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Aide's departure casts a harsh light on Trump's chief of staff

Jennifer Jacobs, Bloomberg News on

Published in News & Features

WASHINGTON -- The sudden resignation of one of President Donald Trump's top aides amid allegations of domestic abuse raised fresh questions about chief of staff John Kelly's ability to bring a tumultuous White House under control.

The episode risked tarnishing Kelly's reputation for running a tight ship and possibly weakened his political clout in Washington at a time when Trump is looking to build support on both sides of the aisle over contentious issues like immigration.

Kelly's ability to lead is also being questioned within the West Wing: several White House aides said that he had failed Trump if he had known about the allegations against staff secretary Rob Porter and not informed the president.

Kelly came further criticism for his response. When Porter resigned on Wednesday, Kelly offered only a glowing statement of the senior aide. Later that evening, he released a second statement, saying that he "was shocked by the new allegations" and that "there is no place for domestic violence in our society."

People familiar with the matter said Kelly was aware there were issues in Porter's past impeding his permanent security clearance more than a year into his tenure. White House officials declined to go into more detail about how much Kelly knew about them and when he had first been informed.

Porter has denied the allegations.

When asked in a briefing on Thursday why the White House and Kelly had stood behind Porter amid the allegations, Deputy White House Press Secretary Raj Shah acknowledged that communications had reflected their positive views of Porter as a colleague.

"I think it's fair to say that we all could have done better over the last few hours -- or last few days -- in dealing with this situation," Shah said. "The emerging reports were not reflective of the individual who we had come to know."

Shah said that Kelly only became "fully aware" of the allegations this week. He declined to give details about how much the chief of staff had known before that. Shah added that Kelly retained the president's confidence.

On Thursday night, a White House official released a letter that Kelly had written to White House employees seeking to allay their concerns over the accusations against Porter.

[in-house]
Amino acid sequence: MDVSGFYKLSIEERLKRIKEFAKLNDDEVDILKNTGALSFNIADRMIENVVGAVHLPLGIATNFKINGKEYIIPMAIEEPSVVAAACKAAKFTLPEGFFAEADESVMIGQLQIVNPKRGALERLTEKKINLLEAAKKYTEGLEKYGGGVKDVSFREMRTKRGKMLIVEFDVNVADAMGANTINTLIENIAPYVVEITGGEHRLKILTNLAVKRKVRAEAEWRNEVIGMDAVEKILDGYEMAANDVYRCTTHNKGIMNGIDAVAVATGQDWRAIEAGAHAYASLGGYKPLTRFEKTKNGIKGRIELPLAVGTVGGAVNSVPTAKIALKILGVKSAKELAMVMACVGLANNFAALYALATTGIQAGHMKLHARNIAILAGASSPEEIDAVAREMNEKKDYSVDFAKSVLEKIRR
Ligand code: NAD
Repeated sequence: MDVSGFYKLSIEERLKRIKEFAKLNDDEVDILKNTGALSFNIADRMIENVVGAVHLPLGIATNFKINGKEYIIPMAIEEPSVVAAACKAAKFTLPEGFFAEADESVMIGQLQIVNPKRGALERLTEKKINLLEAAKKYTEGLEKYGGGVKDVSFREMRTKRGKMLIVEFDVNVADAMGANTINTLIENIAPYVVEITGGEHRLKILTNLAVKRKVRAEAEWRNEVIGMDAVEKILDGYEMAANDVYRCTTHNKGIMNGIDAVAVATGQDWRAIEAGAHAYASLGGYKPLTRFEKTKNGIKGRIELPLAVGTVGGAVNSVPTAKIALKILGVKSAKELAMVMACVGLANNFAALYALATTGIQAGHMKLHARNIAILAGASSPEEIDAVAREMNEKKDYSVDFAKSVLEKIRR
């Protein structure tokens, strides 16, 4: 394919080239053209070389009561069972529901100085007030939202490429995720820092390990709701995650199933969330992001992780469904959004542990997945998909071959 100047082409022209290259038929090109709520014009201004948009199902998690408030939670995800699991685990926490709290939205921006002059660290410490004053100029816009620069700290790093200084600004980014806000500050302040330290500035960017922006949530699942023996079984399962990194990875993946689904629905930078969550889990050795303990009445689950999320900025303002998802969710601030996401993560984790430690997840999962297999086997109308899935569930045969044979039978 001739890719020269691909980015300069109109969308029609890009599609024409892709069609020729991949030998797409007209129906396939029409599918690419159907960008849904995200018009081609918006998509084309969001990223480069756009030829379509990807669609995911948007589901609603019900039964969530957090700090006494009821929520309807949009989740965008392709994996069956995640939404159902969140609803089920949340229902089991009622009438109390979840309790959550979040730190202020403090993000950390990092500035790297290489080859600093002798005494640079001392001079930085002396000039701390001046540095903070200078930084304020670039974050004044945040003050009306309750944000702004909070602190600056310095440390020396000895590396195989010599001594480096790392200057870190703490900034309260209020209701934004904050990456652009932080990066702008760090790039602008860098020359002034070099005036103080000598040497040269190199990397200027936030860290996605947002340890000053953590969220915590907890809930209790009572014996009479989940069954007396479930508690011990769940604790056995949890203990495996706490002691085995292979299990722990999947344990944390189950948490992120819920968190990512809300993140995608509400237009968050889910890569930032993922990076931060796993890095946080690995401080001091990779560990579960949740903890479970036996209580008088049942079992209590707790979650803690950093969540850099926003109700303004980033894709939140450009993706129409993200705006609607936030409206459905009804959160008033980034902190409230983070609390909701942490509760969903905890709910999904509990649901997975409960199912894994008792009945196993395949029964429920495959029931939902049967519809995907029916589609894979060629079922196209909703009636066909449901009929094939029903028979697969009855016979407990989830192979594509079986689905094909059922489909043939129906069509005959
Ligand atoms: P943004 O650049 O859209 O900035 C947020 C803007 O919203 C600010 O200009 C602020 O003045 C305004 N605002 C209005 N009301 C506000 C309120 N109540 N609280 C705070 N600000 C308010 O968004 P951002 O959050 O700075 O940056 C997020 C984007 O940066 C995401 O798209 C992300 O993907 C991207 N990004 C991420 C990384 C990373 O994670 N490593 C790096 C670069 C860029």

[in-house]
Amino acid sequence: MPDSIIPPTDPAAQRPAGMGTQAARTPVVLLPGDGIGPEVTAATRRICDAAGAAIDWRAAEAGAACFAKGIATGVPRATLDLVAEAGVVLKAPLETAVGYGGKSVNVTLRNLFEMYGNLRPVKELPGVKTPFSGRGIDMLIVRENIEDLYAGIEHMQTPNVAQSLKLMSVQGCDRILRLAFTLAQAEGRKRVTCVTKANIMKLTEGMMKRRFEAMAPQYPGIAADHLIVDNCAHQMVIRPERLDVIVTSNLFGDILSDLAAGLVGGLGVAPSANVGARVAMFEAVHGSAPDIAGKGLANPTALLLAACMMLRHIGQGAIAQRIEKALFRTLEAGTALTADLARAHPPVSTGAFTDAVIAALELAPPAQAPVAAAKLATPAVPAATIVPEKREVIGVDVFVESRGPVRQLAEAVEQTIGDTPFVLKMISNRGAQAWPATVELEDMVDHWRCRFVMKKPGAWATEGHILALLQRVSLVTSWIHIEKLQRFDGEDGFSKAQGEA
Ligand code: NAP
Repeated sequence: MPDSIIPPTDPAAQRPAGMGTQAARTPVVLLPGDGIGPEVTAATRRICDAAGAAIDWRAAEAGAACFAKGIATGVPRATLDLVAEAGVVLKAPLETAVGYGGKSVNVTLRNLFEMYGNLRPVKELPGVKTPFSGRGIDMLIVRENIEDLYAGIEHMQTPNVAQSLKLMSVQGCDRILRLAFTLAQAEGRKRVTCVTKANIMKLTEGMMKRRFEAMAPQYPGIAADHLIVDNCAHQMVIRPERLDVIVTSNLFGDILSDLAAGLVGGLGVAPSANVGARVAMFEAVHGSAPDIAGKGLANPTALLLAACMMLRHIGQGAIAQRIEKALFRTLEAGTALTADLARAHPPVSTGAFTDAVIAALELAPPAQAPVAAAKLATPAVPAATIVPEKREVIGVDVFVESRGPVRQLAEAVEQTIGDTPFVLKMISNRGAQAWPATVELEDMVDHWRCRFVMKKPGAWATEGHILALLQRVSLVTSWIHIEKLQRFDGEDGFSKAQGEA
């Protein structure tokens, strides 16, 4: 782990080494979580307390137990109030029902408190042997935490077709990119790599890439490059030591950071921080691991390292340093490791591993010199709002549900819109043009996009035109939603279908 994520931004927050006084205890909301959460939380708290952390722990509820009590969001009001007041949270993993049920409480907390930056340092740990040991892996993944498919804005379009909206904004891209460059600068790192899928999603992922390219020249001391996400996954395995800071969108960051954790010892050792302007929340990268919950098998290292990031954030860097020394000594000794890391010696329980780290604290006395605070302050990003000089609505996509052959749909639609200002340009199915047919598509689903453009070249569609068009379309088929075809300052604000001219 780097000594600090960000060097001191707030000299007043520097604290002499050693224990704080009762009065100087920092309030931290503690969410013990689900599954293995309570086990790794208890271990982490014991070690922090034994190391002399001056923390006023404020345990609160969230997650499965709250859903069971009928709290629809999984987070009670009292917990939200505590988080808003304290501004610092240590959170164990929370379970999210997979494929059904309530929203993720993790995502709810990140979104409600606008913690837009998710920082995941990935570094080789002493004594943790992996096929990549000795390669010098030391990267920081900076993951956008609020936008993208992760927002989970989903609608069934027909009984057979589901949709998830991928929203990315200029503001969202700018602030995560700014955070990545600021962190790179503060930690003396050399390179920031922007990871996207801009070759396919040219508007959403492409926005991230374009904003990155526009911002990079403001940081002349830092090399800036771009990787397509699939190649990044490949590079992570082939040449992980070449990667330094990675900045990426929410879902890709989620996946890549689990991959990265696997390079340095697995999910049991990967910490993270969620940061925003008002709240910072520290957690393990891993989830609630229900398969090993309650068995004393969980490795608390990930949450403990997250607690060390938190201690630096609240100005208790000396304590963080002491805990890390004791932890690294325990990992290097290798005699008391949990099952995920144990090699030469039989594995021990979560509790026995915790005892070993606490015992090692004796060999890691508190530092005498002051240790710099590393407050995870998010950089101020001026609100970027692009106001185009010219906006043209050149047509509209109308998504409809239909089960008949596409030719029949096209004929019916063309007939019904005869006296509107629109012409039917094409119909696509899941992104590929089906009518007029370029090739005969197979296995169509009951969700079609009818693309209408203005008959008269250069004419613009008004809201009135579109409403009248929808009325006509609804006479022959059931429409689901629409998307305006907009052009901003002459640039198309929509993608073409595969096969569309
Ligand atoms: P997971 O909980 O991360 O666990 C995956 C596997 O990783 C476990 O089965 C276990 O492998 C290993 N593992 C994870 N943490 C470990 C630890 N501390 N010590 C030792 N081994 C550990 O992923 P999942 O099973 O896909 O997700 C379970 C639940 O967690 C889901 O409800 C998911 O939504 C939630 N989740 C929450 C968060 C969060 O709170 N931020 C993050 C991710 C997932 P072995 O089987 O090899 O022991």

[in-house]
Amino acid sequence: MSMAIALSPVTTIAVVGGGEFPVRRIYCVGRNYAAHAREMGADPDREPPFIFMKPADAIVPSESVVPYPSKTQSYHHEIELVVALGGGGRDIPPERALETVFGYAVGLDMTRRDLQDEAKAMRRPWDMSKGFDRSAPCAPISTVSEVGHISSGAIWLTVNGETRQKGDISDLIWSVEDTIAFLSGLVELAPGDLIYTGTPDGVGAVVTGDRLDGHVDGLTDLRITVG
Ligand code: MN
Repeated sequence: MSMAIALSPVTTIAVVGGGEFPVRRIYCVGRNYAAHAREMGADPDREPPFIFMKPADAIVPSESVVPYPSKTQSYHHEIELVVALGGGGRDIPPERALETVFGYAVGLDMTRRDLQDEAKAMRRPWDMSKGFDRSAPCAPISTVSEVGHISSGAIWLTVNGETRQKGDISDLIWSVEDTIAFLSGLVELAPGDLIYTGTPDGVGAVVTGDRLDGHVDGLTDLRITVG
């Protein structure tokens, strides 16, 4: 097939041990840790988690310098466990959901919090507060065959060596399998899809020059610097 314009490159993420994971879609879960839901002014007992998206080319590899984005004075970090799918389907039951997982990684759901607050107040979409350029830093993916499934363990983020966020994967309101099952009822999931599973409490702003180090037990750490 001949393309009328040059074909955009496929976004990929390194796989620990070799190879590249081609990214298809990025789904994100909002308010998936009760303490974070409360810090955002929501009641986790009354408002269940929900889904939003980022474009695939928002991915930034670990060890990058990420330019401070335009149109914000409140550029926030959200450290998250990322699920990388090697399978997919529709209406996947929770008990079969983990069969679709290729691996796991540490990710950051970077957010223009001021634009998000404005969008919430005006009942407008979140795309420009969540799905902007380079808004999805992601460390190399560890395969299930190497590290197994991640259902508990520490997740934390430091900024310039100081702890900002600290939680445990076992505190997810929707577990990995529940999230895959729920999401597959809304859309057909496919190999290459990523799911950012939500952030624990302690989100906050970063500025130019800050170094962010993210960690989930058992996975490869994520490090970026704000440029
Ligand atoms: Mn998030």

"I want you to know that we all take matters of domestic violence very seriously," Kelly said in the letter. "We understand the shock, pain and confusion that these allegations have caused in our workplace."

Porter's title understates his significance in the White House. He served as a clearinghouse for paperwork coming in or out of the Oval Office, and he was an important influence on policy in his own right. Few aides enjoyed greater access to the Oval Office, or spent more time in the president's company. He also played a vital role in helping Kelly try to bring order to the White House.


A president's staff secretary typically would be cleared for a level of security called Top Secret Sensitive Compartmented Information, allowing him or her to handle extremely sensitive information, according to a former White House official with knowledge of the process. The secretary would have access to two computer systems, one classified and the other unclassified, the former official said.

Staff secretaries are also typically privy to information in the classified President's Daily Briefing, a summary of intelligence on threats to the U.S., the former official said.

"The fact that Porter might have held a senior White House position without a security clearance is troubling and merits a full investigation," said Chris Lu, former cabinet secretary under President Barack Obama and senior fellow at the University of Virginia Miller Center. "I've lost count as to how many Trump appointees have been sidelined because of their past views or conduct. But this is further evidence of a non-existent vetting process."

While Kelly has earned plaudits from many in the West Wing for imposing structure onto the presidential decision-making process, the president and his closest advisers have bristled at his attempts to limit the access of the sprawling diaspora of friends, business leaders, media figures and former advisers with whom Trump regularly consorted.

Trump also appeared angered by Kelly's handing of immigration negotiations on Capitol Hill. According to reports, he told congressional Democrats that the president was "uninformed" during the campaign when he promised a physical barrier spanning the entirety of the Southern border paid for by Mexico.

In a subsequent television interview, Kelly, the former Department of Homeland Security secretary, said the president had "evolved in the way he looks at things" -- drawing a rebuke from Trump on Twitter, who said his plan had "never changed or evolved from the first day I conceived of it."

Kelly went on to infuriate immigration advocates and Democratic lawmakers on Feb. 6 when he said some young immigrants eligible for the Deferred Action for Childhood Arrivals program had failed to apply for the legal protections because they were too afraid -- or "too lazy to get off their asses."

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